Weight Loss Stall
When you decide to lose weight, have made your plan, initiate the project, and stay focused, the weight comes off nicely. As you see the scale number improving, you feel more motivated and focused. You become even more intent on seeing this project through. You are excited and have a strong commitment level. This continues and you envision the day you will be at your ideal body weight.
Somewhere along this exciting journey, something happens. The weight loss number slows down and the initial excitement is interrupted with moments of doubt. Some fear that you may not reach your goal sets in. You re-evaluate what you're doing and it seems that you are adhering to the plan. Over the next few weeks, the program stalls and you are stuck at a weight loss level that won't budge.
What is Happening?
There are several things going on and it's hard to see them when you're the one fighting the battle. Let's review the possible issues that have stopped the weight reduction and made this more of a struggle than an exciting endeavor. The list of things that may be going awry are:
1. Carbohydrate Drift
2. Portion Creep
3. Dropping off Important Habits (logging)
5. The DIP
6. Lack of Clarity on Original Goal
7. Failure to Recognize the Disease
8. Short Term vs Lifetime View of the Problem
It's very likely that in the initial phase of the dietary plan you became too rigid in restriction of carbohydrates. I see a lot of patients who start up on a Keto Diet or an ultra-low carb diet trying to get less than 25 grams of carbohydrates a day. At first they do quite well. Unfortunately, over a few weeks, our cravings for certain foods magnifies. We start to drift and add a few carbs here and there. They are usually high sugar or higher calorie carbs, although we justify it by limiting the quantity. "It was just two Hershey's Kisses".
The problem was not the two Hershey's Kisses, it was our psychology that is justifying the drift. Next, it was a small dip of ice cream. Then it was a few potato chips. Over time, we have allowed the dietary program to drift and this has stalled out the weight reduction.
Solution: To prevent Carbohydrate Drift, we must first address it at the beginning of our new Diet plan. We should avoid excessive restriction up front. I make sure our patients can eat healthier but balanced snacks. These snacks should have a balance of carbs, fats, and proteins. They taste better, are more satisfying and don't leave a sense of deprivation. Any diet that eliminates a macronutrient will not be sustainable over the long haul. Yes, there are some people who can do this, but just accept that it's not you and it's not me.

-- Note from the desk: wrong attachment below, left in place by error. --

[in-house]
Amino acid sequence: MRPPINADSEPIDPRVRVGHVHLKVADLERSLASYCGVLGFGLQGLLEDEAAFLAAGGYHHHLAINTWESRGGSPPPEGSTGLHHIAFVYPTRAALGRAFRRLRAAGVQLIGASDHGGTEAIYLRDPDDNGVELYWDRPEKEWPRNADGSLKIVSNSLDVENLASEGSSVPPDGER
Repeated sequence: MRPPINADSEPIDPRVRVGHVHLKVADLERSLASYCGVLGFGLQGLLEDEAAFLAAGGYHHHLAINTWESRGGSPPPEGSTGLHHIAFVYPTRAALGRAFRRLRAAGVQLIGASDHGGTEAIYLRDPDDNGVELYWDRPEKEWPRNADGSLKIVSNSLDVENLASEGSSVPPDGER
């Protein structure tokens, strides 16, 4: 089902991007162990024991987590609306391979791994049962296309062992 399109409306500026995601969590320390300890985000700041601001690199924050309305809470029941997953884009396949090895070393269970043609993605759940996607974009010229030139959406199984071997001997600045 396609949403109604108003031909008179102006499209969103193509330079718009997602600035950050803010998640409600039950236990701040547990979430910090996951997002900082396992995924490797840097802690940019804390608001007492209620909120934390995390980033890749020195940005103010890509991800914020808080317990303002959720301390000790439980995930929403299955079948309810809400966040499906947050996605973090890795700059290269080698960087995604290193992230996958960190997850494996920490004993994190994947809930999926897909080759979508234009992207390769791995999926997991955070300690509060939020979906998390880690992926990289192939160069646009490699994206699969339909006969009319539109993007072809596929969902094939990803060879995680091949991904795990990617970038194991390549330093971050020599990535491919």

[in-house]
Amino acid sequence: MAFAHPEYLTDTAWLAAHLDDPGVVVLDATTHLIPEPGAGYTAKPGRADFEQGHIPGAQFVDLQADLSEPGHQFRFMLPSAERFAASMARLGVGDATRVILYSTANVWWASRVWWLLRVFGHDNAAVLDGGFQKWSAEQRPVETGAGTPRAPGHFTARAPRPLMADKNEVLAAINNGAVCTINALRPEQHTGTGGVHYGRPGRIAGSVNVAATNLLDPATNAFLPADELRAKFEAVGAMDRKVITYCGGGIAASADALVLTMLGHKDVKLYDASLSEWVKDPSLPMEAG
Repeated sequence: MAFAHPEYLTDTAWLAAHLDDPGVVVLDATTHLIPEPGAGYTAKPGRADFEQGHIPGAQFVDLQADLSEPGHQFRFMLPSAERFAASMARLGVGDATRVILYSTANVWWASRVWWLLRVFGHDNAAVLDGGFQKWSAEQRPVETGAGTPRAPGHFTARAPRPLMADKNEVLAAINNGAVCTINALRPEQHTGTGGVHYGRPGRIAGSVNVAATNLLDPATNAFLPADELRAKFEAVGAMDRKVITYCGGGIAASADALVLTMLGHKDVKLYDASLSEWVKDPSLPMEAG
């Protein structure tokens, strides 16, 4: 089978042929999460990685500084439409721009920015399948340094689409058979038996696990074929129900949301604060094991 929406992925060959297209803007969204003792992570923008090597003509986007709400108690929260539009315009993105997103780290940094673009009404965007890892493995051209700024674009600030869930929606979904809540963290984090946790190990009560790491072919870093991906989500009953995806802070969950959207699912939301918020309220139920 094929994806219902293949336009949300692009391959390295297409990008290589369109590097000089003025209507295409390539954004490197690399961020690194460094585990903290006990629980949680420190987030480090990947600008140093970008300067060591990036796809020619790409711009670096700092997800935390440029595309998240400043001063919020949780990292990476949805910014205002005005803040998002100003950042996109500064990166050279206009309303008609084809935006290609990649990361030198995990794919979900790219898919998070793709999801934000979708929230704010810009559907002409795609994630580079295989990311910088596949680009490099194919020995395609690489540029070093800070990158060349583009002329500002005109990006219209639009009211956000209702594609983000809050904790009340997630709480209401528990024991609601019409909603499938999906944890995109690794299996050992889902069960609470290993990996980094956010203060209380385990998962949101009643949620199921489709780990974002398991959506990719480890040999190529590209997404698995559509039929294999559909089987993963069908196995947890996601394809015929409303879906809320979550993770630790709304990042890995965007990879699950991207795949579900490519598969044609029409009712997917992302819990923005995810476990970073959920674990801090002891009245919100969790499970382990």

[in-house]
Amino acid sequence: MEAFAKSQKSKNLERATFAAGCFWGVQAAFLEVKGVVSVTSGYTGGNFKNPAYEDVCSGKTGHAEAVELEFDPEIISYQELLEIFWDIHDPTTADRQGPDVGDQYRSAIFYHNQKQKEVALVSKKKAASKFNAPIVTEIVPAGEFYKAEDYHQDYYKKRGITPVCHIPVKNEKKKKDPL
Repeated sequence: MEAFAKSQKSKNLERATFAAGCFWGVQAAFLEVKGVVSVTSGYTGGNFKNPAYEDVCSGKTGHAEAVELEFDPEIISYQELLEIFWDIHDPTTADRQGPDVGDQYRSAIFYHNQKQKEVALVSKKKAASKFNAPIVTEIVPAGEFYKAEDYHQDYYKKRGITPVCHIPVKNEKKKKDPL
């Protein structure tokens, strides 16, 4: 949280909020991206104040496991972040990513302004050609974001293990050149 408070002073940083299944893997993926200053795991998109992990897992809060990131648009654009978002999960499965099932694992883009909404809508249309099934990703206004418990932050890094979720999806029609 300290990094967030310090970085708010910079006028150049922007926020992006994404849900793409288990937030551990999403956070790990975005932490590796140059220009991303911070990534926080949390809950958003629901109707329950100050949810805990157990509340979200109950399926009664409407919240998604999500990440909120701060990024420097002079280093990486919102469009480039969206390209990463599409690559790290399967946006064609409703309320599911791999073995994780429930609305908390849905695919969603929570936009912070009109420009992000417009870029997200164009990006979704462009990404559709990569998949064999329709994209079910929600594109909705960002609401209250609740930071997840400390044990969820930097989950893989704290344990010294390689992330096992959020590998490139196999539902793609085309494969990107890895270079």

Portion Creep is when we start to allow a bit more volume of even the healthy foods onto our plate. We rationalize that this is healthy for us and has been a part of our weight loss plan, so we start to increase the portion size. The 4 ounces of lean meat becomes 6 and later 8 ounces. The 2 tablespoons of salad dressing becomes 3 or 4 tablespoons. The protein shake with 15 grams of protein is switched to one with 30 grams of protein, because if 15 grams of protein is good for us then twice as much must be even better.
The other type of portion creep that occurs is going back to the old habit of eating only 1-2 meals a day. At these meals we increase our calories because we have not given ourselves adequate fuel throughout the day. Old habits are definitely hard to break. We teach eating 4-6 times a day with smaller snackmeals so that the body has fuel to process throughout the day. The habit of being too busy to eat something during the day will sabotage the weight loss formula.
Solution: Preparation is the key to having enough snackmeals to eat throughout the day. If we don't have these smaller portion controlled snacks around, we will either not eat and be hungrier later or eat the wrong things like something from a vending machine. Getting on a regular schedule of eating 4-6 times daily is critical to success. Learning this as a lifetime behavior will allow for lifetime maintenance of our best weight.
Dropping Off of Important Habits
When we are beginning a regimen to lose weight, we are in fact attempting to change old habits to new and better habits. We are eating smaller portions multiple times a day. We are drinking more water. We are more physically active. We are taking any needed supplements or medications. We are working on changing our thinking. It takes time to create new habits and extinguish old ones.
In the beginning of our weight loss efforts, we write down and log all the details. This takes time and commitment. Over a month or two we forget to log some days and eventually we stop logging our daily performance tasks. When this happens we begin to stop performing these same tasks. We don't drink as much water. We eat a few more calories. We miss some exercise sessions. A mentor of mine once taught me, if it's important enough to do, then it's important enough to write down.